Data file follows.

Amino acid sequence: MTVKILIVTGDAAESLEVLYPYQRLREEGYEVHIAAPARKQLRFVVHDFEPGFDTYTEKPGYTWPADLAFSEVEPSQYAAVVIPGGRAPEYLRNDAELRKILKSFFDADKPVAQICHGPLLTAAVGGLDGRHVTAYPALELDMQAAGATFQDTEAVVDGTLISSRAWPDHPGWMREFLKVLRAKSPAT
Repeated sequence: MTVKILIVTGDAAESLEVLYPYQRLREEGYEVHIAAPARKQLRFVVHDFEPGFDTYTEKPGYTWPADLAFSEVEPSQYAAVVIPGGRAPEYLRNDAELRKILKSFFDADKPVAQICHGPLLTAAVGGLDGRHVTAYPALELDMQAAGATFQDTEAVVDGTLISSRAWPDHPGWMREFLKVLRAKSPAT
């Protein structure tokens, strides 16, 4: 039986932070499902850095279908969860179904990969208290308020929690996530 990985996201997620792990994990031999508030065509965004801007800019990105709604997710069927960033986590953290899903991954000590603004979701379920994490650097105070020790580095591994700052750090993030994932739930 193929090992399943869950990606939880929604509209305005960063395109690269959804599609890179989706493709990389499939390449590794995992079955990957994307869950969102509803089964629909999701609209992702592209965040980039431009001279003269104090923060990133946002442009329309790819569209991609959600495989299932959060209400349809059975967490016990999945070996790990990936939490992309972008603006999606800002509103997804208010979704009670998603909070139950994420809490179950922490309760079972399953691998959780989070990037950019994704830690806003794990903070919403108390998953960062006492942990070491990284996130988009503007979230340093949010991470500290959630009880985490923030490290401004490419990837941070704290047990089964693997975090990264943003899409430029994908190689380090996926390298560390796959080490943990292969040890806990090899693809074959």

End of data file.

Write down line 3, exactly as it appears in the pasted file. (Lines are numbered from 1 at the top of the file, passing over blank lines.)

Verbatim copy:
């Protein structure tokens, strides 16, 4: 039986932070499902850095279908969860179904990969208290308020929690996530 990985996201997620792990994990031999508030065509965004801007800019990105709604997710069927960033986590953290899903991954000590603004979701379920994490650097105070020790580095591994700052750090993030994932739930 193929090992399943869950990606939880929604509209305005960063395109690269959804599609890179989706493709990389499939390449590794995992079955990957994307869950969102509803089964629909999701609209992702592209965040980039431009001279003269104090923060990133946002442009329309790819569209991609959600495989299932959060209400349809059975967490016990999945070996790990990936939490992309972008603006999606800002509103997804208010979704009670998603909070139950994420809490179950922490309760079972399953691998959780989070990037950019994704830690806003794990903070919403108390998953960062006492942990070491990284996130988009503007979230340093949010991470500290959630009880985490923030490290401004490419990837941070704290047990089964693997975090990264943003899409430029994908190689380090996926390298560390796959080490943990292969040890806990090899693809074959």